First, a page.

Gentlemen - a lot of interesting replies, thankyou for taking the time.
nigelcliffe wrote:You could reduce the wiring complexity by using "common return".
My limited knowledge of electrics would not have led me to think of that, but I can see the sense in having a common return as it would simplify the wiring, especially on something more complex. I have been thinking of wiring for some time and have collected together the switches, connectors and wires that I need. To use the full DPDT switch is not much extra work on this size of layout. At the moment I have a clear picture in my mind of how it will (should!) look so I think I will stick with that for now. Next time ...
Will L wrote:I thoroughly approve of getting it all planned before you start wiring, because it tends to illustrate all the bits that you haven't yet considered or at least not documented. Such as the location of the switched feeds on the points.
Will - I would agree. Numbering the tags seems an excellent idea whether the wire is colour-coded or not. I don’t have tags as such, but do have copper strip board which I was going to cut and superglue under the baseboard and use in the same way a tag would be.
I agree with you Will that there should be up-to-date documentation to go with the wiring, and as Terry and David said, it is consistency in using colour coding that is important.
Yes, my drawing did not show the switched feeds. It does now! And they were there on the layout!
I will stick with colour-coded wire on this layout, partly because it is a small layout, and I already have the wire, but principally because it will be more obvious to me what is what when I look underneath. As a beginner, that will help but experience may well change what I do.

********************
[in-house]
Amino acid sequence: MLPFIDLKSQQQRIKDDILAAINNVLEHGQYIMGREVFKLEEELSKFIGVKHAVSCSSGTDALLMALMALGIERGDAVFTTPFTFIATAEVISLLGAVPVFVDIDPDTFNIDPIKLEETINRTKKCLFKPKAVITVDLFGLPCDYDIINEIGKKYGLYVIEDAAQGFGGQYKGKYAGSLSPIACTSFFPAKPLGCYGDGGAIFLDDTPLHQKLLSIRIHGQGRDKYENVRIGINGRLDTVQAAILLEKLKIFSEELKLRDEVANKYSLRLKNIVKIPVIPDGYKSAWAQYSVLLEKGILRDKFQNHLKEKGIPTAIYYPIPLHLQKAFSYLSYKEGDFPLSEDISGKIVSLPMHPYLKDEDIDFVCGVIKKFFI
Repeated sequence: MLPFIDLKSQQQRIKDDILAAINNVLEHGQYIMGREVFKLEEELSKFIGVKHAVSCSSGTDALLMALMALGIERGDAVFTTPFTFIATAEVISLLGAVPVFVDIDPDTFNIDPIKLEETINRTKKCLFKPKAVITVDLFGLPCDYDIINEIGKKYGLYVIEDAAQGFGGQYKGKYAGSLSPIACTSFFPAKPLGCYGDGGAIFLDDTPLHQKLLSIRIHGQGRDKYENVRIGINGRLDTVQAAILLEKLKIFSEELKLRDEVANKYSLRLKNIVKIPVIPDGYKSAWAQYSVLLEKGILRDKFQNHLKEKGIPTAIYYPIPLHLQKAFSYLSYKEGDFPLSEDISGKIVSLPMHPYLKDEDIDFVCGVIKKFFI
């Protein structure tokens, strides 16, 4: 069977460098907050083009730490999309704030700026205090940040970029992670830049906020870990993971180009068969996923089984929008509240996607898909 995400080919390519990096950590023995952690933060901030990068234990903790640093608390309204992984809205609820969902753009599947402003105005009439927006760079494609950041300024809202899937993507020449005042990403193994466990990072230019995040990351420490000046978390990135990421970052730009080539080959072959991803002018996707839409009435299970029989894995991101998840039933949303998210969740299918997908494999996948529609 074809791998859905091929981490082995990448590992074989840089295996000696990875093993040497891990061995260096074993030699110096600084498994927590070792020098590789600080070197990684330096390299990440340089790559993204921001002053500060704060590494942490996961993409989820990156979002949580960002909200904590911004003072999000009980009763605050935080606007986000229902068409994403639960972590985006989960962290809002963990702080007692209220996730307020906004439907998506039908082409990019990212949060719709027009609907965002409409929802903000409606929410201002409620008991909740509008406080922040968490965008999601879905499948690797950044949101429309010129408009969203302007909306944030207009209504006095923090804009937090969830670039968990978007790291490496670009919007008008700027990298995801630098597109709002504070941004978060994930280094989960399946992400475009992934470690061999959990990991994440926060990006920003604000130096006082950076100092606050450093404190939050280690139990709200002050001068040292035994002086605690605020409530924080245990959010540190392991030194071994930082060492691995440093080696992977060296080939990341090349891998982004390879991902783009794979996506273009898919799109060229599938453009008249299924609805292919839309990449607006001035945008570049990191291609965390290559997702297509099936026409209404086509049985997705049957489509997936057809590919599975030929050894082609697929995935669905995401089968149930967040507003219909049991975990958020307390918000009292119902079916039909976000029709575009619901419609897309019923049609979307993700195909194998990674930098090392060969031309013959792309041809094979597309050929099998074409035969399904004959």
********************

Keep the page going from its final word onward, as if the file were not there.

I'm no electrics/electronics expert but during the initial trials on MB I used a 9v battery to power 3 tortoise motors. The battery became extremely hot!!!!...
When I had the layout on the camping mat, I did test the point motor with a battery holding the wires against the terminals and it did not get hot. But that was only one turnout - 3 might be different. Nigel suggested using diodes to reduce the auxiliary voltage from my transformer, and if need be I will take this route. The instructions with the Tortoise have a wiring diagram to do this.
davidb wrote:use a consistent approach so that lines are easily traceable.
I have heard it suggested several times that it is useful to mark where the track is the underside of the baseboard. Painting the underside a light colour first helps as well.
Yes, David/Terry - consistency is essential. And I like the idea of marking the track on the underside.
Will L wrote:further unnecessary ware and tear on many, already folliclely challenged, heads.
So Will, how did you know I am folically challenged? When I look in the mirror I see a full head of hair (well, almost) but when someone takes a photo, it is then that I see the monkey’s arse:
I no longer have any protection when under the baseboards! Maybe this photo should be my avatar!